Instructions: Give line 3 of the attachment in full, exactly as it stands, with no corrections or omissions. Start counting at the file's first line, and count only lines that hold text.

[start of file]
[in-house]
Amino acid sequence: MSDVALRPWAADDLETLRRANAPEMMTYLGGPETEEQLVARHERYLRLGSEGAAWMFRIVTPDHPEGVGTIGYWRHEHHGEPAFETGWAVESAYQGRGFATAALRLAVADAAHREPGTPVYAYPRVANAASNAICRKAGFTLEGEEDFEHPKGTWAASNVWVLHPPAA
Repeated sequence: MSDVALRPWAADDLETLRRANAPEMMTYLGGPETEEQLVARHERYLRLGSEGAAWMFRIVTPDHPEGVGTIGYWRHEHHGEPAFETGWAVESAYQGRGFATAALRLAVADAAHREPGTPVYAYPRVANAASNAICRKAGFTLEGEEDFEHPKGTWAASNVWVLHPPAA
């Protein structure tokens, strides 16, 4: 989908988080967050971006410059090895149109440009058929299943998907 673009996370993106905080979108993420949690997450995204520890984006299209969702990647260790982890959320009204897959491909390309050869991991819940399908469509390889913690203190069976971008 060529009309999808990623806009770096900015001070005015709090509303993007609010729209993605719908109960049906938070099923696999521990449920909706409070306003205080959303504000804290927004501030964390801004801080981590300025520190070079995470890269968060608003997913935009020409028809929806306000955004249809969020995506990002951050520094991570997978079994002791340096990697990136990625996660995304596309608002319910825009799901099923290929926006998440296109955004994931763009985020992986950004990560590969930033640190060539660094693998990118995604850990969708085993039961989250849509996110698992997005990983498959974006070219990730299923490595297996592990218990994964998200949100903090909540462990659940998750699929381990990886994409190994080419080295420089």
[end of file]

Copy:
Repeated sequence: MSDVALRPWAADDLETLRRANAPEMMTYLGGPETEEQLVARHERYLRLGSEGAAWMFRIVTPDHPEGVGTIGYWRHEHHGEPAFETGWAVESAYQGRGFATAALRLAVADAAHREPGTPVYAYPRVANAASNAICRKAGFTLEGEEDFEHPKGTWAASNVWVLHPPAA